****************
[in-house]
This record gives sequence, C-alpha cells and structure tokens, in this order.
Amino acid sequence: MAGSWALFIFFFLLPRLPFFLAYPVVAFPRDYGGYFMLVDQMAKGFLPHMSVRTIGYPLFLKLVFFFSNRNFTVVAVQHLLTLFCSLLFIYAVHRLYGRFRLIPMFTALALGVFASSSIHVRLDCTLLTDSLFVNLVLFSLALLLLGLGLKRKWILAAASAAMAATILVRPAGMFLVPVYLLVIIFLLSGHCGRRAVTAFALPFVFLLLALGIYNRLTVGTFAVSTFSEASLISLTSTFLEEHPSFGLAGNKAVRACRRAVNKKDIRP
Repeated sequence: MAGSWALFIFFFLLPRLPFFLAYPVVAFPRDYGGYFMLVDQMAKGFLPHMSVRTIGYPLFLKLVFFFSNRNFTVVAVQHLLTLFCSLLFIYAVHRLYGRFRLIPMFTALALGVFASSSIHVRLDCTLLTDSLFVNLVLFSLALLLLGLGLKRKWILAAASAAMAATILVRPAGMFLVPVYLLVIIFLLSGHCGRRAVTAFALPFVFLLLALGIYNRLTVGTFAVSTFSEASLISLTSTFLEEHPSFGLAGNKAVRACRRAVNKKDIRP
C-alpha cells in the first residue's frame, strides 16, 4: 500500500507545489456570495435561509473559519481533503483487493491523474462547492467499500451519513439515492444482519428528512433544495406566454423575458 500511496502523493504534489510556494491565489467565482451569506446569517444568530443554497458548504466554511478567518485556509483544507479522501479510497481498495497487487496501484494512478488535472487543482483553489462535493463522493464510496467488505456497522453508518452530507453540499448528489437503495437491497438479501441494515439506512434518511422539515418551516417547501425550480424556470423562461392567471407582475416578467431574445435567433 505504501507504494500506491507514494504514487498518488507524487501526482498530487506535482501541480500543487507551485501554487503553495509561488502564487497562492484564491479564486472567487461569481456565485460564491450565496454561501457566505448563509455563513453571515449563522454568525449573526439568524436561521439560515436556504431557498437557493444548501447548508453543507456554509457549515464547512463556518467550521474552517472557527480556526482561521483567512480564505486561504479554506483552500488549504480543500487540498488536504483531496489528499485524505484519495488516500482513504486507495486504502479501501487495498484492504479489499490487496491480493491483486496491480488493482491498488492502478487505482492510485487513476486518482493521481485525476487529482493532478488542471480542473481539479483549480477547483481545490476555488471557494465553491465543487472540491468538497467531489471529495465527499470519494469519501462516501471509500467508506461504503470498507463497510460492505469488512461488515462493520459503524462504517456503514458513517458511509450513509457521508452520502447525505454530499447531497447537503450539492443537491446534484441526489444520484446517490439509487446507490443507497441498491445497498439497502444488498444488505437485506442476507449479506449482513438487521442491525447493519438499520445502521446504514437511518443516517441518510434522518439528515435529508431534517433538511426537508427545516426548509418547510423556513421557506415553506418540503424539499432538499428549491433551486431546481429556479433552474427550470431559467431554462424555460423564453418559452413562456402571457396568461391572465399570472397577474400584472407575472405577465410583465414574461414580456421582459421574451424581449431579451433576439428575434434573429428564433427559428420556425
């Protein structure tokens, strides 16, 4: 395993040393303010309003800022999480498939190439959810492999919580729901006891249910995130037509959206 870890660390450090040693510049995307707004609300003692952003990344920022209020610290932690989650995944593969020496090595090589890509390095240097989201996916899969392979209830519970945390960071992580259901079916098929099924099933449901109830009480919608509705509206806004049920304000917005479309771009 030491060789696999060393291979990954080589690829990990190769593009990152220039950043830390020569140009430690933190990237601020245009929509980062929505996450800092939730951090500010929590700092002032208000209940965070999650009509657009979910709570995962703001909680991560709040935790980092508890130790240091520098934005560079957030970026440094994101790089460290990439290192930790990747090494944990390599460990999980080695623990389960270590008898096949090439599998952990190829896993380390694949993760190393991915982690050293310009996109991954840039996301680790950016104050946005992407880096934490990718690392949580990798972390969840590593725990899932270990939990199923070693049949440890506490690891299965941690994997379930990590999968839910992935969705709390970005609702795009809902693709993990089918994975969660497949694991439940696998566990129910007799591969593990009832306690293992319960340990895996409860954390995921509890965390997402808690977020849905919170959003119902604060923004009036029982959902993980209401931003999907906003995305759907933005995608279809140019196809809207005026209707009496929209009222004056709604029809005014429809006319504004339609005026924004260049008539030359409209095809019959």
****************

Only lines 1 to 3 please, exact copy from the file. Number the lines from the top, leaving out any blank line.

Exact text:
[in-house]
This record gives sequence, C-alpha cells and structure tokens, in this order.
Amino acid sequence: MAGSWALFIFFFLLPRLPFFLAYPVVAFPRDYGGYFMLVDQMAKGFLPHMSVRTIGYPLFLKLVFFFSNRNFTVVAVQHLLTLFCSLLFIYAVHRLYGRFRLIPMFTALALGVFASSSIHVRLDCTLLTDSLFVNLVLFSLALLLLGLGLKRKWILAAASAAMAATILVRPAGMFLVPVYLLVIIFLLSGHCGRRAVTAFALPFVFLLLALGIYNRLTVGTFAVSTFSEASLISLTSTFLEEHPSFGLAGNKAVRACRRAVNKKDIRP